Anne Hillman, special to Alaska Public Media

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Anne Hillman is the engagement editor for a special elections-focused project at Alaska Public Media. She also runs Mental Health Mosaics, a project of Out North that uses art, podcasts, poetry, and creativity to explore mental health and foster deeper conversations around the topic. Reach her at ahillman@alaskapublic.org.
a person stands in a voting stall

We’re working to improve our elections coverage. Here’s how you can help.

At Alaska Public Media, we’re collaborating with other media organizations to make our elections coverage more voter-centered and voter-driven. This is how you can get involved.
an older woman stands in front of her house with her hands at her waist and looks downward with a smile

For 13 years she’s cared for her husband who has memory loss. Now she’s looking for help.

The number of Alaskans with memory loss is set to nearly double by 2030. Resources to help are limited, but navigators help caregivers find them.
A portrait of a woman outside

Asking the right questions can stop eating disorders from progressing, experts say

“One of the most important things is to identify an eating disorder early before you get the complications,” said Dr. Rachel Lescher.
Exterior image of the Anchorage Pioneer Home.

New facility aims to improve options for Alaskans with memory loss

https://youtu.be/bqE1Xk6h7e4 Caring for someone with memory loss can be exhausting both physically and emotionally. The number of people with Alzheimer’s or dementia in Alaska is set to almost double by 2030. Given the growing need,...
A woman with brown curly hair and a grey sweater sits at a table in a school counselor office with a high school student who is wearing a black hoodie and a glasses.

An alternative high school in Anchorage is focusing on mental health to help students graduate

Karen Hobart said her main goal as a school counselor is to help kids graduate, and that means looking at a lot more than just their grades or the number of credits they’ve earned. She also connects them to resources like food, safe transportation, or different types of mental health care.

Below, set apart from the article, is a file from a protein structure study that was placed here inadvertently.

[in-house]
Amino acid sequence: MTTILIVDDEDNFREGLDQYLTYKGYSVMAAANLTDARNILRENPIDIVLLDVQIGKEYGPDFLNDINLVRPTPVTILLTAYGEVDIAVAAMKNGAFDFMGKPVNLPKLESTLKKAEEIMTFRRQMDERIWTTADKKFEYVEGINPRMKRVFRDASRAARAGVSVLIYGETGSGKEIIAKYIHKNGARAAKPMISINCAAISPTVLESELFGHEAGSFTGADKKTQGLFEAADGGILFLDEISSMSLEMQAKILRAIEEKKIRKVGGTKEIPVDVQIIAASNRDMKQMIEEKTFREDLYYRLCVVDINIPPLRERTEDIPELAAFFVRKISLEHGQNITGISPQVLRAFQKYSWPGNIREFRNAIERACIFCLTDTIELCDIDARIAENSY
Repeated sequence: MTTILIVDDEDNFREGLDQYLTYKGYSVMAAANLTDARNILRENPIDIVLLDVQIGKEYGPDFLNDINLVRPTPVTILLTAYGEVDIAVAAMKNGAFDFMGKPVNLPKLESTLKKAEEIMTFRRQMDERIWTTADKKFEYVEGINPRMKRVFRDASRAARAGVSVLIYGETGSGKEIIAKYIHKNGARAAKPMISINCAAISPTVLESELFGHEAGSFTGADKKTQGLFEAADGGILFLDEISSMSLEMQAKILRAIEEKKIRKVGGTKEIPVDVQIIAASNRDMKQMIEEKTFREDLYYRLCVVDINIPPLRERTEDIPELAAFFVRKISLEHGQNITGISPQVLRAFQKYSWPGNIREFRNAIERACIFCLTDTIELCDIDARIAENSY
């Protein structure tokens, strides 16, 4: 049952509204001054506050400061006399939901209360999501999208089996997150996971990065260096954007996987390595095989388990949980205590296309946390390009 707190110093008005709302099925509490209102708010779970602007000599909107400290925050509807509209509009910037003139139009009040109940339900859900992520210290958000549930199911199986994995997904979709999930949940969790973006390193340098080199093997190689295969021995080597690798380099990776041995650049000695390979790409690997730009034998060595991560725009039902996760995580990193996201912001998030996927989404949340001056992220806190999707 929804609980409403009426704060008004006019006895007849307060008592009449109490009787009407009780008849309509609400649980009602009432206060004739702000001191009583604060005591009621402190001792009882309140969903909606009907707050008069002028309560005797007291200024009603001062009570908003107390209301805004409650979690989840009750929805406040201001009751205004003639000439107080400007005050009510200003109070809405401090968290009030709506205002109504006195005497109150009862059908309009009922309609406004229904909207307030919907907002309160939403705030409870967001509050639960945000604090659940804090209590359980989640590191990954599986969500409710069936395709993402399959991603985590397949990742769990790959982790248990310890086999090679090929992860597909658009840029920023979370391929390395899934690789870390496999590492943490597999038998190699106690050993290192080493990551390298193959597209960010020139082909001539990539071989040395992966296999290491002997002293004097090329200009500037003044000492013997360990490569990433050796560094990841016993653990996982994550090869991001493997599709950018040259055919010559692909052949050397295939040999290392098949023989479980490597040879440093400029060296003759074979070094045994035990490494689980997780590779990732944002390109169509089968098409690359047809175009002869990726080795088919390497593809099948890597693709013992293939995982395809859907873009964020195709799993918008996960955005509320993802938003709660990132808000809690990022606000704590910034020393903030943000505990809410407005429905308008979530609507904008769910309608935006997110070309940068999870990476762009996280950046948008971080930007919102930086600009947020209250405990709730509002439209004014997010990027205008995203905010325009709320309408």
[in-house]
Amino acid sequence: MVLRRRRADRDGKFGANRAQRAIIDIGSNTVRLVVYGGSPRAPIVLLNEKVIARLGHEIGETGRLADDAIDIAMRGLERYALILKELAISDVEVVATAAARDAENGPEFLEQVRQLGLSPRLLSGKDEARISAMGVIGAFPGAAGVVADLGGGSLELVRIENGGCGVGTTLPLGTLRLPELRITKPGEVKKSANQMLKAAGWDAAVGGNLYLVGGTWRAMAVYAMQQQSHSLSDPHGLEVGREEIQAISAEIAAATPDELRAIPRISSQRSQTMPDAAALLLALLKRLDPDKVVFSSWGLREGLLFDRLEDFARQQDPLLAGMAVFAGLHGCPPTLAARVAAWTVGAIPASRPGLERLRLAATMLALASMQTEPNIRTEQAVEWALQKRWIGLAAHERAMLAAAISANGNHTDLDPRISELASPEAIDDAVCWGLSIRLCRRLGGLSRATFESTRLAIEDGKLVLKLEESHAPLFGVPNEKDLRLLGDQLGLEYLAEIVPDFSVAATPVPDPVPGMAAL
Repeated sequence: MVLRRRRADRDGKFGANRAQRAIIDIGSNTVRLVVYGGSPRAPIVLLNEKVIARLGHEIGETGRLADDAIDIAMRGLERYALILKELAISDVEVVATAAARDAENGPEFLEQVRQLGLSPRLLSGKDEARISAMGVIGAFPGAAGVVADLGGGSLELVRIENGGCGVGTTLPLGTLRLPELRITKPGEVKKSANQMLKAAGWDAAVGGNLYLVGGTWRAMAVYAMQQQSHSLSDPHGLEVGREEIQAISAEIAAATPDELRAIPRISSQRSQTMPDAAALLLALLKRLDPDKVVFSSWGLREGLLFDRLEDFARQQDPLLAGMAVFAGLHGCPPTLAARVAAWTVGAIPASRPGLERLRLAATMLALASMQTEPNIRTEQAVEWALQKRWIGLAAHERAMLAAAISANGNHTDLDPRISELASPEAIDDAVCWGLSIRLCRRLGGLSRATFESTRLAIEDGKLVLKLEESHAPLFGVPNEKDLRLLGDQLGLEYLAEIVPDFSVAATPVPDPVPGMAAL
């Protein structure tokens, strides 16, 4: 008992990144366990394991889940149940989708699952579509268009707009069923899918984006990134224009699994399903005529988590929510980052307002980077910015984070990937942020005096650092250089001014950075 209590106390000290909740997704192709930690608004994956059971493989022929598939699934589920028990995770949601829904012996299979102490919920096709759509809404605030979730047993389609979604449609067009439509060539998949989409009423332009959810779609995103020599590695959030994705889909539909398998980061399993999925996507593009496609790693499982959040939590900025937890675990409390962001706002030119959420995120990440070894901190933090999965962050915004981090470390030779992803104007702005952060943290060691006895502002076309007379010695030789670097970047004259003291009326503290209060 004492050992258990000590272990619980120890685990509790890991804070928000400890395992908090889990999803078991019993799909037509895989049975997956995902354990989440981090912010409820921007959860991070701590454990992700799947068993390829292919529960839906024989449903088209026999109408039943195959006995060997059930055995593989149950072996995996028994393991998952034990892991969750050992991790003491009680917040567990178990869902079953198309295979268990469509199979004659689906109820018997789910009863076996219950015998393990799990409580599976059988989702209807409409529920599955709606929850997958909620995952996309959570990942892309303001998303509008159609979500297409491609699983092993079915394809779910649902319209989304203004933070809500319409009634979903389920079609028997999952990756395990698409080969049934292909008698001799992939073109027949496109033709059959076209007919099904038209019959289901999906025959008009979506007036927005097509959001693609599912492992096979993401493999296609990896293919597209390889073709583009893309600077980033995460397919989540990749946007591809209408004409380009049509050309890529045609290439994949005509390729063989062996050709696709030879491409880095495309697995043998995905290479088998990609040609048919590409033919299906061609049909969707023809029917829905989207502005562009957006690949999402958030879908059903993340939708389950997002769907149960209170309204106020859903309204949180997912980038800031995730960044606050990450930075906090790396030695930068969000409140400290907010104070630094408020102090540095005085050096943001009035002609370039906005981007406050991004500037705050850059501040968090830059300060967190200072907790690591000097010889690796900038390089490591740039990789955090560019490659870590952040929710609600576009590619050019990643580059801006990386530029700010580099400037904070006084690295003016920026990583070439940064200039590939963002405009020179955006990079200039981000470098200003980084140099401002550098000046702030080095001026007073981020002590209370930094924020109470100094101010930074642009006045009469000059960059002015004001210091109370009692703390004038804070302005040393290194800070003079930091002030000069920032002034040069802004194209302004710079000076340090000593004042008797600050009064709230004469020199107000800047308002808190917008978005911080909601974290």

a person sits in a makeshift studio next to a mic in a bedroom

Recovering out loud: How one Alaskan created a podcast to support his sobriety and help others too

Through podcasting, music and story sharing, Ralph Sara is working to make people see that recovery from addiction is possible.
Young Black man smiles slightly while standing next to a blue sign that reads "Benny Benson Alternative High School Congratulations Graduates Class of 2022."

How to help people understand the complexity of mental health

An Anchorage teenager made major shifts in his approach to life and is about to graduate high school. He never saw a therapist, never thought about mental health. But mental health is tied to all of it.

People harm themselves to cope with big emotions. You can help them heal.

Self-harm is a coping mechanism and a call for help. It can also be extremely hard to talk about.
two people showing a gift in an office

At this mental health drop-in center in Fairbanks, members say ‘you can just be you’

The Northern Hope Center is a free, member-driven drop-in center for adults with serious mental illnesses that gives people a social safety net free from judgment.
A group of people pose for a photo outside.

A new crisis team in Fairbanks is responding to mental health calls and freeing up other emergency resources

The city’s Mobile Crisis Team started two months ago and is bringing mental health services directly to people in crisis.
A woman with blonde hair in a black sweatshirt.

‘So much hope’: Alaskans say peer support can make recovery possible

Peer mentors can now receive certification in Alaska to provide support for people in recovery from substance use and mental health issues.
two staff from CITC lead a class on suicide intervention as a student takes notes

Thousands of Alaskans are considering suicide. You can learn to help them choose life.

Thousands of Alaskans seriously consider suicide every year. Learning to talk directly about it can help people intervene and stop someone from trying.